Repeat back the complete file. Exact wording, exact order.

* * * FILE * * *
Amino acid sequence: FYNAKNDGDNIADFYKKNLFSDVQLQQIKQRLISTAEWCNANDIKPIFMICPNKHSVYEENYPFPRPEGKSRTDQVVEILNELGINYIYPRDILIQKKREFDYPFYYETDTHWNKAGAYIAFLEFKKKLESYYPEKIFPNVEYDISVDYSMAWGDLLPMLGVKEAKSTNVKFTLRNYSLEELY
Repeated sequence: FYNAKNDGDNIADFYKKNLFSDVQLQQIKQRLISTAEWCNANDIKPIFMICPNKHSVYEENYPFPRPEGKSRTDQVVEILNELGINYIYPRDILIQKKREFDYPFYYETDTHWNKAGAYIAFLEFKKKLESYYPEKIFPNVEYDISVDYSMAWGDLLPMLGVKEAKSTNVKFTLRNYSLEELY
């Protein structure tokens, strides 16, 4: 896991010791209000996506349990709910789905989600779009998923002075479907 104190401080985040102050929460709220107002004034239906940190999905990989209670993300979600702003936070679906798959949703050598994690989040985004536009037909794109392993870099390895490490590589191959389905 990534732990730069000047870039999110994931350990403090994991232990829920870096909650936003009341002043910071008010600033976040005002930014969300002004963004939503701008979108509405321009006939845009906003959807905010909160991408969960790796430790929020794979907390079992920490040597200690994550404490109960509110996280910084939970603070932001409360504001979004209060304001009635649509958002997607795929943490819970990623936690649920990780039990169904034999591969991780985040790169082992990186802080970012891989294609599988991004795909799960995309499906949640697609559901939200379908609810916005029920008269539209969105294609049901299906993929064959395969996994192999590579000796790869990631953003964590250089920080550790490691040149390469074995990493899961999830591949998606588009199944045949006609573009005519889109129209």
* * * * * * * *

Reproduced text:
Amino acid sequence: FYNAKNDGDNIADFYKKNLFSDVQLQQIKQRLISTAEWCNANDIKPIFMICPNKHSVYEENYPFPRPEGKSRTDQVVEILNELGINYIYPRDILIQKKREFDYPFYYETDTHWNKAGAYIAFLEFKKKLESYYPEKIFPNVEYDISVDYSMAWGDLLPMLGVKEAKSTNVKFTLRNYSLEELY
Repeated sequence: FYNAKNDGDNIADFYKKNLFSDVQLQQIKQRLISTAEWCNANDIKPIFMICPNKHSVYEENYPFPRPEGKSRTDQVVEILNELGINYIYPRDILIQKKREFDYPFYYETDTHWNKAGAYIAFLEFKKKLESYYPEKIFPNVEYDISVDYSMAWGDLLPMLGVKEAKSTNVKFTLRNYSLEELY
């Protein structure tokens, strides 16, 4: 896991010791209000996506349990709910789905989600779009998923002075479907 104190401080985040102050929460709220107002004034239906940190999905990989209670993300979600702003936070679906798959949703050598994690989040985004536009037909794109392993870099390895490490590589191959389905 990534732990730069000047870039999110994931350990403090994991232990829920870096909650936003009341002043910071008010600033976040005002930014969300002004963004939503701008979108509405321009006939845009906003959807905010909160991408969960790796430790929020794979907390079992920490040597200690994550404490109960509110996280910084939970603070932001409360504001979004209060304001009635649509958002997607795929943490819970990623936690649920990780039990169904034999591969991780985040790169082992990186802080970012891989294609599988991004795909799960995309499906949640697609559901939200379908609810916005029920008269539209969105294609049901299906993929064959395969996994192999590579000796790869990631953003964590250089920080550790490691040149390469074995990493899961999830591949998606588009199944045949006609573009005519889109129209």